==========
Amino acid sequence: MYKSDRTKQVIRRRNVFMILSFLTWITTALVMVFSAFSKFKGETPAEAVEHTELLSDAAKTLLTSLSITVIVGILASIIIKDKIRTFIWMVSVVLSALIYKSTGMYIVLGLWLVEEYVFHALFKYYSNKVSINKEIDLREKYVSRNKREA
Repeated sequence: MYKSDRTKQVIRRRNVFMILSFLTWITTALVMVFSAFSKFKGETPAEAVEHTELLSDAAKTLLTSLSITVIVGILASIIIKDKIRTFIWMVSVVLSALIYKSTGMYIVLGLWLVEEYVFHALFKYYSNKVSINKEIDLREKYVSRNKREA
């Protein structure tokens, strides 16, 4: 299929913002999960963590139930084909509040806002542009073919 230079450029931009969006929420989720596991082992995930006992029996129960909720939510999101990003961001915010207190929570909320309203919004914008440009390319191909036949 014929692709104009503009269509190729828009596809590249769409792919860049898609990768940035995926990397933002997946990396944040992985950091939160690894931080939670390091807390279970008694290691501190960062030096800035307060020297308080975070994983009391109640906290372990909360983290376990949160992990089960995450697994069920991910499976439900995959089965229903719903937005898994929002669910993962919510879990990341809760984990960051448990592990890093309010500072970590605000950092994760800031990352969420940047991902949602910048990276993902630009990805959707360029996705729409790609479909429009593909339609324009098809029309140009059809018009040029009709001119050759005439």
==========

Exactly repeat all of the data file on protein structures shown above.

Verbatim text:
Amino acid sequence: MYKSDRTKQVIRRRNVFMILSFLTWITTALVMVFSAFSKFKGETPAEAVEHTELLSDAAKTLLTSLSITVIVGILASIIIKDKIRTFIWMVSVVLSALIYKSTGMYIVLGLWLVEEYVFHALFKYYSNKVSINKEIDLREKYVSRNKREA
Repeated sequence: MYKSDRTKQVIRRRNVFMILSFLTWITTALVMVFSAFSKFKGETPAEAVEHTELLSDAAKTLLTSLSITVIVGILASIIIKDKIRTFIWMVSVVLSALIYKSTGMYIVLGLWLVEEYVFHALFKYYSNKVSINKEIDLREKYVSRNKREA
């Protein structure tokens, strides 16, 4: 299929913002999960963590139930084909509040806002542009073919 230079450029931009969006929420989720596991082992995930006992029996129960909720939510999101990003961001915010207190929570909320309203919004914008440009390319191909036949 014929692709104009503009269509190729828009596809590249769409792919860049898609990768940035995926990397933002997946990396944040992985950091939160690894931080939670390091807390279970008694290691501190960062030096800035307060020297308080975070994983009391109640906290372990909360983290376990949160992990089960995450697994069920991910499976439900995959089965229903719903937005898994929002669910993962919510879990990341809760984990960051448990592990890093309010500072970590605000950092994760800031990352969420940047991902949602910048990276993902630009990805959707360029996705729409790609479909429009593909339609324009098809029309140009059809018009040029009709001119050759005439």